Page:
Industry group calls for integrated waste plan to stop Michigan from pulling Ontario's strings
Ontario is headed for a waste management crisis unless the provincial government acts quickly to implement an integrated plan for managing Ontario's waste within its own boundaries. As the situation now stands, U.S. border laws and Michigan's disposal rules are controlling the management of waste in Ontario, says a study done for the Ontario Waste Management Association (OWMA).
"Ontario is the worst jurisdiction in Canada when it comes to ensuring it has the capacity to manage its own waste," said OWMA president Nigel Guilford. "No other province ships more than one-third of its garbage destined for landfill to another jurisdiction, let alone another country. That's 3.5 million tonnes of garbage per year, which means that every day more than 370 tractor trailer loads of waste cross the U.S. border into Michigan."
The study, undertaken by RIS International, reveals a critical lack of landfill capacity in Ontario, a situation forecast to worsen considerably over the next five years. This lack of capacity, combined with unpredictable access to the U.S. disposal market, has created an unstable waste disposal system in the province. RIS International's managing partner Maria Kelleher, author of the study report, wrote that "more permitted landfill capacity is needed in Ontario to meet our current and future needs domestically, even if significant waste diversion occurs over time."
The business sector generates nearly two-thirds of the waste produced in Ontario and the capacity to dispose of this waste in Ontario landfills is forecast to drop by 50% by 2010. This would result in even more of Ontario's waste needing to be sent to the U.S. for disposal. The problem, says the RIS report, is that the state of Michigan is looking for ways to close the border to Ontario's waste. It has implemented restrictions on the import of waste and is exploring more ways to keep the province's waste out of the state, including substantially increasing fees it charges on waste that crosses the border.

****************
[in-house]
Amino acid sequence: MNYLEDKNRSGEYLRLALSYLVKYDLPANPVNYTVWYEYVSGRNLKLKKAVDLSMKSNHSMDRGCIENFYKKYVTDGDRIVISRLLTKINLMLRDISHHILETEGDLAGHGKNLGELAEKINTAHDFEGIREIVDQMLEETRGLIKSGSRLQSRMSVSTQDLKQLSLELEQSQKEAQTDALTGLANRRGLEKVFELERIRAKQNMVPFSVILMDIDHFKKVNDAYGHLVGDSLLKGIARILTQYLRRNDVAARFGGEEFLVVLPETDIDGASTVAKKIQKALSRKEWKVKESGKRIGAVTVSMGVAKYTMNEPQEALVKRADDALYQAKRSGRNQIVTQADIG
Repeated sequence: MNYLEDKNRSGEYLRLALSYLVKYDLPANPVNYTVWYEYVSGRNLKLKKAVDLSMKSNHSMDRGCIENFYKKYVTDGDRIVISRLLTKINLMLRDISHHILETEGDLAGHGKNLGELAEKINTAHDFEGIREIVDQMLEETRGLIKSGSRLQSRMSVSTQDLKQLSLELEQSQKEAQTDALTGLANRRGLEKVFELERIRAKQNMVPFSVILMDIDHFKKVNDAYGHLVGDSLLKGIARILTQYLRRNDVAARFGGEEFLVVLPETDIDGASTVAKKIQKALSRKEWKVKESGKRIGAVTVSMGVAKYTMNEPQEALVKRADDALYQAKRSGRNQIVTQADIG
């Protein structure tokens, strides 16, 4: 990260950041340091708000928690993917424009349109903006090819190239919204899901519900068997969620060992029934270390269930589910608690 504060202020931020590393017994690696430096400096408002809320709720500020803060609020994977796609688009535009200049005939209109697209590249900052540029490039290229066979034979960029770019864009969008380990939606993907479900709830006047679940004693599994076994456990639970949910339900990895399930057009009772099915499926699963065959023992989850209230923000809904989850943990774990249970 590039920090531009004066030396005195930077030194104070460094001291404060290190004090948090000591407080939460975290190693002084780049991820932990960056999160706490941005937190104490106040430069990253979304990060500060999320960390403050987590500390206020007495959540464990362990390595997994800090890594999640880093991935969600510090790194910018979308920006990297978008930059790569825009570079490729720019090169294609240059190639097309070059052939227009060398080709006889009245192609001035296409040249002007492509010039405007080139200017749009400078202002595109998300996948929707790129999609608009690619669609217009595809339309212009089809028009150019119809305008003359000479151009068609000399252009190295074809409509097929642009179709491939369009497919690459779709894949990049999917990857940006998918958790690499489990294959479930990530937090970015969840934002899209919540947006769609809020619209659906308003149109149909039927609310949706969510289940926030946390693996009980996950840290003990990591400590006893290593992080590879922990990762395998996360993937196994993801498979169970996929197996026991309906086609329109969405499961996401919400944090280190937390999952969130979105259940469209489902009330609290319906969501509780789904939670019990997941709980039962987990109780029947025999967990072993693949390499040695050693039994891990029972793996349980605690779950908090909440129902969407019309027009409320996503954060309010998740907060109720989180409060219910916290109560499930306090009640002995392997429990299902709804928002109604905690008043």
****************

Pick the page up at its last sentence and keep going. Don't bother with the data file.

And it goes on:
Private-sector businesses in Ontario generate 7.5 million tonnes per year of waste, of which 1.4 million tonnes are diverted and 6.2 million tonnes are disposed, says the study. Ontario sends about two million tonnes of industrial, commercial and institutional (IC&I) as well as construction and demolition (C&D) waste to the U.S., mainly to landfills in Michigan, although some goes to New York State. More than three million tonnes of waste are disposed of in private-sector landfills in Ontario, with the remainder sent to municipal landfills.
The study further notes that Ontario's 11 large private-sector landfills-most located in southwestern Ontario, with a few in the eastern region of the province-have a total permitted fill rate of 3.4 million tonnes per year. This is 2.8 million tonnes per year below the current IC&I disposal needs. In addition, a number of these landfills are due to close by 2009, further reducing annual capacity and worsening the shortfall.
Ontario's total permitted landfill capacity is presently estimated at 80 million tonnes, with municipal landfills accounting for about 42 million tonnes and private-sector sites making up the remainder. RIS notes that the total capacity is lower than previous estimates because of the elimination of the Adams mine site as a possible landfill disposal option.
Consequently, says the report, Ontario is experiencing a full-blown disposal capacity crisis and is managing it by exporting waste to the U.S. Although export to the U.S. has become an integral part of the province's waste management system, the unpredictable access to the U.S. disposal market, together with the lack of permitted disposal capacity in Ontario, is creating an unstable, unsustainable waste disposal system.